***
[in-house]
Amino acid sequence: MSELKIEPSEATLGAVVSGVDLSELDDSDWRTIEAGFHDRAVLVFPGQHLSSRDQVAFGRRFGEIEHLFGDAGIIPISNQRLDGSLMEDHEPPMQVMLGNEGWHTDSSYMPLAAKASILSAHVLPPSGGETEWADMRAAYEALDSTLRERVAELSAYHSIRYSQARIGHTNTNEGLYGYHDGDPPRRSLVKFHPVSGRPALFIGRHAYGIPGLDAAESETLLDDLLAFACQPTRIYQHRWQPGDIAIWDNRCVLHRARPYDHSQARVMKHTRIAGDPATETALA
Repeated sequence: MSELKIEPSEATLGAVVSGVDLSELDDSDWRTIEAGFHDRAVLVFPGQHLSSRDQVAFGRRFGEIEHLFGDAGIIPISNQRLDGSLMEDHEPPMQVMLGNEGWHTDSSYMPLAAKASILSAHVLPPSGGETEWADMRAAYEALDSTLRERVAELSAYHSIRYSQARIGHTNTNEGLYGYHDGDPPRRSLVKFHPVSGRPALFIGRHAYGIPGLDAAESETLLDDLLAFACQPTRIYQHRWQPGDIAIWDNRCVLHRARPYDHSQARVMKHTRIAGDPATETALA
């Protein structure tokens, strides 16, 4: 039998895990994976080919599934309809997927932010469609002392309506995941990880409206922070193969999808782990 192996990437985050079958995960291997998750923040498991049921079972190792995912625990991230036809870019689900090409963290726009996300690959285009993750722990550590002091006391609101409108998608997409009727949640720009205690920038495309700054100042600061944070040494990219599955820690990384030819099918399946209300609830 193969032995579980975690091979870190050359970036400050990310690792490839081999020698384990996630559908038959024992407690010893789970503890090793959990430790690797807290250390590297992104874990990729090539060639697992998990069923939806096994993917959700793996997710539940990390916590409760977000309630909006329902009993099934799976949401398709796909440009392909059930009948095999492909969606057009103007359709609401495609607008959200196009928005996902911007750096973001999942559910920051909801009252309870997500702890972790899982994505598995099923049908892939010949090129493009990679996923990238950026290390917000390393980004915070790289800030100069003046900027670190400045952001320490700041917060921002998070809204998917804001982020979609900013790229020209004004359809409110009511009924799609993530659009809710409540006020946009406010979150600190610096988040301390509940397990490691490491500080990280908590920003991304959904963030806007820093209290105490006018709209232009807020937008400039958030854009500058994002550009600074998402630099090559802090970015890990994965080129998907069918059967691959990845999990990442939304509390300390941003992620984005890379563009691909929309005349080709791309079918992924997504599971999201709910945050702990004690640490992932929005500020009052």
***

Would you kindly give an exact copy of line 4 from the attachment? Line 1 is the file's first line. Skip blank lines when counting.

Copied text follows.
């Protein structure tokens, strides 16, 4: 039998895990994976080919599934309809997927932010469609002392309506995941990880409206922070193969999808782990 192996990437985050079958995960291997998750923040498991049921079972190792995912625990991230036809870019689900090409963290726009996300690959285009993750722990550590002091006391609101409108998608997409009727949640720009205690920038495309700054100042600061944070040494990219599955820690990384030819099918399946209300609830 193969032995579980975690091979870190050359970036400050990310690792490839081999020698384990996630559908038959024992407690010893789970503890090793959990430790690797807290250390590297992104874990990729090539060639697992998990069923939806096994993917959700793996997710539940990390916590409760977000309630909006329902009993099934799976949401398709796909440009392909059930009948095999492909969606057009103007359709609401495609607008959200196009928005996902911007750096973001999942559910920051909801009252309870997500702890972790899982994505598995099923049908892939010949090129493009990679996923990238950026290390917000390393980004915070790289800030100069003046900027670190400045952001320490700041917060921002998070809204998917804001982020979609900013790229020209004004359809409110009511009924799609993530659009809710409540006020946009406010979150600190610096988040301390509940397990490691490491500080990280908590920003991304959904963030806007820093209290105490006018709209232009807020937008400039958030854009500058994002550009600074998402630099090559802090970015890990994965080129998907069918059967691959990845999990990442939304509390300390941003992620984005890379563009691909929309005349080709791309079918992924997504599971999201709910945050702990004690640490992932929005500020009052």